Pizza Hut, who was the first retailer to truly push the capabilities of the iPhone app and has been a longtime massive support of Apple efforts, said some decidedly non-cheerleaderish comments on Monday (Oct. 6) during a tradeshow panel.
“I am more pessimistic about Apple Pay’s impact than most people here,” Danny Sullivan, the pizza chain’s vice president of global digital experience, said during a panel at the Mobile Shopping Summit 2014, according to a report in Mobile Commerce Daily.
His concerns are simply that he thinks the well-known limits of the initial Apple deployment—primarily that it’s an in-store-only payment mechanism (no E-Commerce) and that it obviously excludes Android users—will slow down acceptance and blunt Apple Pay’s impact. “I think it will take longer than most people think,” Sullivan said.
The Pizza Hut exec represented the cautious perspective, during a panel shared with his Sears and Calvin Klein counterparts, among others. He reminded the audience that American consumers have no core problem with using rectangular plastic cards to pay for products in-store—magstripe devices that have worked quite well for decades—so much persuasion will be needed for any in-store mobile payment to gain serious traffic, momentum and marketshare.
“I still don’t think the use case has been made,” Sullivan said. “It has been talked about in the industry forever,” adding that he does think that massive acceptance of in-store mobile payments is “inevitable.”
But “I think what will make it inevitable is when credit card companies stop sending you plastic cards,” he said. “That is not going to happen very soon. From a customer experience point, credit cards still work pretty well.”
The only flaw in that argument is that it would be applicable if Apple Pay was solely about replacing the payment function. But beyond enhanced security and convenience, Apple Pay will be about integrating loyalty and highly-targeted offers and other elements that move the experience far beyond what a piece of plastic could.
Sullivan said the in-store payment experience of Apple Pay is “nice to have” but said it was only one mobile payment app in a sea of such apps.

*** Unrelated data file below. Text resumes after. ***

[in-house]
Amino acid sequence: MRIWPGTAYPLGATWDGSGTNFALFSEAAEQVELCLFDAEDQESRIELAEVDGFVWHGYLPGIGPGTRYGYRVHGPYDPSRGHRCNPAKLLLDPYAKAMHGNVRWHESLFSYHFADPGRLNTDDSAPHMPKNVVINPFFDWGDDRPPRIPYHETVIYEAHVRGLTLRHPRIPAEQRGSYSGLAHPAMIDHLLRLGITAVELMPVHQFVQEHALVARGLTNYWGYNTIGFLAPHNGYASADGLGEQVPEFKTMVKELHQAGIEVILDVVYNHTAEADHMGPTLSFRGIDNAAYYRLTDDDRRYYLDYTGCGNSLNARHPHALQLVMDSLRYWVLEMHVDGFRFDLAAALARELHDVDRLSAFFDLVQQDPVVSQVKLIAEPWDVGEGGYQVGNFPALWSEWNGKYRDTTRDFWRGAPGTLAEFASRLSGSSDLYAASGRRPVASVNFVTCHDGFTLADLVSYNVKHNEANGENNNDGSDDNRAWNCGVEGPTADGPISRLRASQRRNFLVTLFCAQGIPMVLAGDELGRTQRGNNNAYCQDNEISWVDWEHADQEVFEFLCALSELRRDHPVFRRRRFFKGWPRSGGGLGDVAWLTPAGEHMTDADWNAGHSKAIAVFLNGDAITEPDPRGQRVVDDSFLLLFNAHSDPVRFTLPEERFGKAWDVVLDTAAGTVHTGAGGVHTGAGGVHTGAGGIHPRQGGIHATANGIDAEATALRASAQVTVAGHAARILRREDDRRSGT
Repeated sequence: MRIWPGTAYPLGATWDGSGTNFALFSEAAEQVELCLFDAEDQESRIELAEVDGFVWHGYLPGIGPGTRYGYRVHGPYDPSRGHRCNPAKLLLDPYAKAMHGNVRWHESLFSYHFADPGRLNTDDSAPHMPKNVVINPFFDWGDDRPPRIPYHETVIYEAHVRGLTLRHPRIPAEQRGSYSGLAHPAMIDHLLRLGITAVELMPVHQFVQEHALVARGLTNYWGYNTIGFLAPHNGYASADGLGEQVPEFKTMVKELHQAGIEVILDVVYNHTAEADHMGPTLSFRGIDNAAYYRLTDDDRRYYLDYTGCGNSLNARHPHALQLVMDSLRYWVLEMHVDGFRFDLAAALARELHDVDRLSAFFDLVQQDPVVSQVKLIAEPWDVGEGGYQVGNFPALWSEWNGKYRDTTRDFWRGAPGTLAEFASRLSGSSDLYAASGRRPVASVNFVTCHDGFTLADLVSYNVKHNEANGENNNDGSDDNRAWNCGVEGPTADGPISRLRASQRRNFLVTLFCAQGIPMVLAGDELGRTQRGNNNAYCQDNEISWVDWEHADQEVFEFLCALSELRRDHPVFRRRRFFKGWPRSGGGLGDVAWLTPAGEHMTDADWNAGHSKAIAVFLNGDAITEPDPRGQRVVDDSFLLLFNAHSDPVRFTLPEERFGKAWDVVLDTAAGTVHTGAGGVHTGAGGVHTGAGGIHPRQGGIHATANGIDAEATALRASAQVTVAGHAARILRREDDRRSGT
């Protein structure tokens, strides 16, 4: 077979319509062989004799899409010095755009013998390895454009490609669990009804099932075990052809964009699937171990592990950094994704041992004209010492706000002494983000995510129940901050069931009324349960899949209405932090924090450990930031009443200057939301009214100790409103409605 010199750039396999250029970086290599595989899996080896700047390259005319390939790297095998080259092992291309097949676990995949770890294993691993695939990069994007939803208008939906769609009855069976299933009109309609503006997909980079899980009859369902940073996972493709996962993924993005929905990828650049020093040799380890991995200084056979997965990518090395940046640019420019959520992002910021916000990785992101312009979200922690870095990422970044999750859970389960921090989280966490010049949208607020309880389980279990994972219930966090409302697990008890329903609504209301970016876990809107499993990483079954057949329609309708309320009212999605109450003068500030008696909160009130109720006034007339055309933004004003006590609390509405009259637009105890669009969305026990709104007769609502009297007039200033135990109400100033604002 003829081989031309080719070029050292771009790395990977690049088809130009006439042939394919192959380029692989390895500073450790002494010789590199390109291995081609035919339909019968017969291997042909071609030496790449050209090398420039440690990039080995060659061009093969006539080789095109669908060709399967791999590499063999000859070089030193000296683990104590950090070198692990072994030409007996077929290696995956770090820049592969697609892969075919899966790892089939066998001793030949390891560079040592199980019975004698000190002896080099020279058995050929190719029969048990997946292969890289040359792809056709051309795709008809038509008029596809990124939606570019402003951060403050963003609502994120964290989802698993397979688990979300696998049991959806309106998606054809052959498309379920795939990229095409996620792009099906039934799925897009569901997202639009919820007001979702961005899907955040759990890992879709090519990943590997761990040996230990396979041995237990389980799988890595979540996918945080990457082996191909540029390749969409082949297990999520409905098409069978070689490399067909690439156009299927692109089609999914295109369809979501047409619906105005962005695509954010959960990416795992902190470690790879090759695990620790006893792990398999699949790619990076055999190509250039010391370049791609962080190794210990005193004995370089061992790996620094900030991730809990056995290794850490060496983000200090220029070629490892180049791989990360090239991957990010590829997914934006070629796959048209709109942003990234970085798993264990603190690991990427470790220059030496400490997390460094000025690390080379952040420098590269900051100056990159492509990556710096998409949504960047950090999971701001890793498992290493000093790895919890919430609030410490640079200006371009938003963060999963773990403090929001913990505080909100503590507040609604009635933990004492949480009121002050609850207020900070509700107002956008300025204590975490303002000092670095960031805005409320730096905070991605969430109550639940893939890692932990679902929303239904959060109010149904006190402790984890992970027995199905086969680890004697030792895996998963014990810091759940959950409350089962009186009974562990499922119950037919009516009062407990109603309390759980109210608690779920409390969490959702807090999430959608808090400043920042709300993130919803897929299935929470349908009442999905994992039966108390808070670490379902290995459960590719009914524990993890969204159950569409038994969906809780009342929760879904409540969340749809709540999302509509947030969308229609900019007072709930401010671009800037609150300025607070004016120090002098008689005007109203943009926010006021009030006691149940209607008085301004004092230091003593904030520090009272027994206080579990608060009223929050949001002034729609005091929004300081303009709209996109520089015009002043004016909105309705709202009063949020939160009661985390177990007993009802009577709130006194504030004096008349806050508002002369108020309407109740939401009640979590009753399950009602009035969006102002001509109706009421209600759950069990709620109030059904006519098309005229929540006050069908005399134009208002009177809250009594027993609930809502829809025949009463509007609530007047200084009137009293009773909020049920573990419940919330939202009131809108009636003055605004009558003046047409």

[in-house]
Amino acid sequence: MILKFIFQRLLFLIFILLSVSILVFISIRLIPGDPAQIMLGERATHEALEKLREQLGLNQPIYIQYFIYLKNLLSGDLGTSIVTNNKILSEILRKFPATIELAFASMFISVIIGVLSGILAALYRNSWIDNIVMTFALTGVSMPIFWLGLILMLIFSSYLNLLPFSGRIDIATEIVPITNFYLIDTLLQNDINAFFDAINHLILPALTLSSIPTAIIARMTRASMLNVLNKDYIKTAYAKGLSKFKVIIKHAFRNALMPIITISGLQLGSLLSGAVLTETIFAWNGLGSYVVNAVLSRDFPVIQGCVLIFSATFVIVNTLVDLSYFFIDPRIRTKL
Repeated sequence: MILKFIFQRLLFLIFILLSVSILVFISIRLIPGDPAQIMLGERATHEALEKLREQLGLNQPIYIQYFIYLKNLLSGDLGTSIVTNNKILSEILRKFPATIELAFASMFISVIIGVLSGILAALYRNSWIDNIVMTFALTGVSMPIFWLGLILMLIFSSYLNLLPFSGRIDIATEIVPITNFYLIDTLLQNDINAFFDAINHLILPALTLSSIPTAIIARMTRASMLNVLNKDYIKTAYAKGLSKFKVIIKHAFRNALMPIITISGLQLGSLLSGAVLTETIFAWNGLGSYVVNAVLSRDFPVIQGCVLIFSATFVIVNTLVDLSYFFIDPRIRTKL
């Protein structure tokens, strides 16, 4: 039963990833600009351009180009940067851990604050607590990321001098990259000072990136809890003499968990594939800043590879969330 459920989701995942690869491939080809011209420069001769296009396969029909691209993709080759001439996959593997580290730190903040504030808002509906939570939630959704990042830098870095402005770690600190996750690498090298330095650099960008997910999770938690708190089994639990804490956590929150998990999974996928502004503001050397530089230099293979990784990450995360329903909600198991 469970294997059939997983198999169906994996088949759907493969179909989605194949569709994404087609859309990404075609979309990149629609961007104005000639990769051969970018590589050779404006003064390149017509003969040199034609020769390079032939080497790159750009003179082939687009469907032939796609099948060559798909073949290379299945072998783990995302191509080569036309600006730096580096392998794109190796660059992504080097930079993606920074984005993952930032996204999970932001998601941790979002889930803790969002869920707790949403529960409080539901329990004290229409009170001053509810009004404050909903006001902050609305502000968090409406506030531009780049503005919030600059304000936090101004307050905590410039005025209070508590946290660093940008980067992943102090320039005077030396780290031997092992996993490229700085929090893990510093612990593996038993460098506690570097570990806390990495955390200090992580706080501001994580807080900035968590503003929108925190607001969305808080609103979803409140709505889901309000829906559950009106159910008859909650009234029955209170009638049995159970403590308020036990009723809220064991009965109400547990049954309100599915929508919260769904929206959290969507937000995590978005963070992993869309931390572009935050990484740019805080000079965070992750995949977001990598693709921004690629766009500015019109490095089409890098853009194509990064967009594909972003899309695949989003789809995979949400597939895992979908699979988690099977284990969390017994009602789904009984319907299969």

“I think there are already a lot of good payment options out there. Most people who have apps already have accounts so the ability to kind of prove your login and sign in and use Apple Pay, you probably already have credit card information saved in that account,” Sullivan said in a related video interview. “On the in-store experience side, everyone’s waiting for some trigger to really get people to start using mobile payments in-store off of their phone in a bigger way, outside of a couple of coffee vendors. Maybe this will be it? I’m a little pessimistic that any one solution, even one as big as Apple, will really move the needle meaningfully in the short term, but I think it’s a promising step to where it’s going to happen in the future.”
Others on the panel embraced Apple Pay.
“My instinct is it is a game changer,” said Brett Miller, vice president of ecommerce at Calvin Klein, according to the Mobile Commerce Daily report. “The alternative mobile payments space – I read there are 26 different ones – I think this one is going to be the tipping point in the whole process just because there are 500 million iTunes account holders, (220,000 merchant locations) have already signed on and how easy it is to go on iTunes and buy something. I think it is going to remove a lot of friction. I think it is going to change the whole landscape of the payments processors and improve the conversion rates, particularly for retailers.”
Andy Chu, divisional vice president of mobile commerce at Sears, said much will change as Apple’s legendary marketing machine starts to convince people that this is something they truly need and want.
“We have been talking about mobile payments, mobile wallets for a long time but, the general consumer may not be aware of it,” Chu said. “Having Apple getting into the game and bringing a new level of marketing awareness across the consumer segment will be interesting. We will see retailers promote that they are part of Apple Pay.”